Örbyhus estate existed already in the 14th century, but the first castle was built by John Kristiernsson (Vasa) around then year 1450. It was a strong fortification with tower. Örbyhus remained in a possession of royal Vasa family until the end of 16th century. Gustav Vasa, who acquired Örbyhus through an exchange with his cousins in 1548, constructed the national fortress in the middle of Uppland complete with ramparts, moats and 54-foot-high stone walls around his grandfather’s stronghold tower. In Gustav Vasa’s castle there are many hidden passages and casemates with space for a garrison and stores for many years. The former King Erik XIV was imprisoned in Örbyhus until his death 1574-1577.
Gustav Banér, the governor of Västergötland, acquired Örbyhus in 1641 and rebuild the castle in the present form of a baroque castle. Örbyhus was owned at the beginning of the 18th century by de Geer at Leufsta, who made both Leufsta and Örbyhus the entailed estate of his nephew, the scientist Charles de Geer. During the 200 years that followed it was the names of de Geer, von Platen, de la Gardie, Klingspor and Barnekow that left their mark on Örbyhus.
In 1900 the castle was purchased by Count Carl Gustav von Rosen; it was taken over during the same year by Count Eugène von Rosen, who commissioned extensive restoration and decoration work for the building.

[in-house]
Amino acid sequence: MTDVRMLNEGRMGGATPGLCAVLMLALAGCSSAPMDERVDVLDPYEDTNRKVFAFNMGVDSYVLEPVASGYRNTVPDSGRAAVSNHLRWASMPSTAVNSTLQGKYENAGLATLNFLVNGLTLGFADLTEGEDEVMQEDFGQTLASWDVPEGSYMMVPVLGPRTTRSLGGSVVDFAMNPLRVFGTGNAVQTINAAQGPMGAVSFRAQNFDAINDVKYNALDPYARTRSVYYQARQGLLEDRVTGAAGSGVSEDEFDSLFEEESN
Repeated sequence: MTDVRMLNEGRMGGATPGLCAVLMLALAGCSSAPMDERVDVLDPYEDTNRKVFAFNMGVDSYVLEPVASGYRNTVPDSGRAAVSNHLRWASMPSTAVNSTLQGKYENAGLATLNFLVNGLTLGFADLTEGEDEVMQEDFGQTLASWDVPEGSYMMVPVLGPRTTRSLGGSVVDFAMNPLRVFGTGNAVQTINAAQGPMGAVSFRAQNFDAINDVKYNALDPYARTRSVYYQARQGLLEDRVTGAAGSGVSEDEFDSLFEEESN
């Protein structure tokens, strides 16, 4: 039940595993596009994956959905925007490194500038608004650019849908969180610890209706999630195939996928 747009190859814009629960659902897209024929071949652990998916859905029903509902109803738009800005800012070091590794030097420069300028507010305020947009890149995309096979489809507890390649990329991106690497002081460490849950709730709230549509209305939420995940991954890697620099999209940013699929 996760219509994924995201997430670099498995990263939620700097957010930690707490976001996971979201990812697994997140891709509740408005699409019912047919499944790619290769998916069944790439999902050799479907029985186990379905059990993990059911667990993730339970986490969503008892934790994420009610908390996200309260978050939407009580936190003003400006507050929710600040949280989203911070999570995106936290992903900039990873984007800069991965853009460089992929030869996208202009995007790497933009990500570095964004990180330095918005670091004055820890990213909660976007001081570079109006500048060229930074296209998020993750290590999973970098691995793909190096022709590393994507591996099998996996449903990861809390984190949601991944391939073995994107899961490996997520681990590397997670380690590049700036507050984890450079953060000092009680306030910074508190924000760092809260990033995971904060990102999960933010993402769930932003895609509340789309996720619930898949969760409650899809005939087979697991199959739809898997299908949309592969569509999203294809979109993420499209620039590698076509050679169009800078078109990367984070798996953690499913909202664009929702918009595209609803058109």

Today guided tours are arranged during most of the summer season of King Erik XIV’s prison, the castle park and the carriage museum.References:
The Château Comtal (Count’s Castle) is a medieval castle within the Cité of Carcassonne, the largest city in Europe with its city walls still intact. The Château Comtal has a strong claim to be called a 'Cathar Castle'. When the Catholic Crusader army arrived in 1209 they first attacked Raymond-Roger Trencavel's castrum at Bèziers and then moved on to his main stronghold at Carcassonne.
The castle with rectangular shape is separated from the city by a deep ditch and defended by two barbicans. There are six towers curtain walls.
The castle was restored in 1853 by the architect Eugène Viollet-le-Duc. It was added to the UNESCO list of World Heritage Sites in 1997.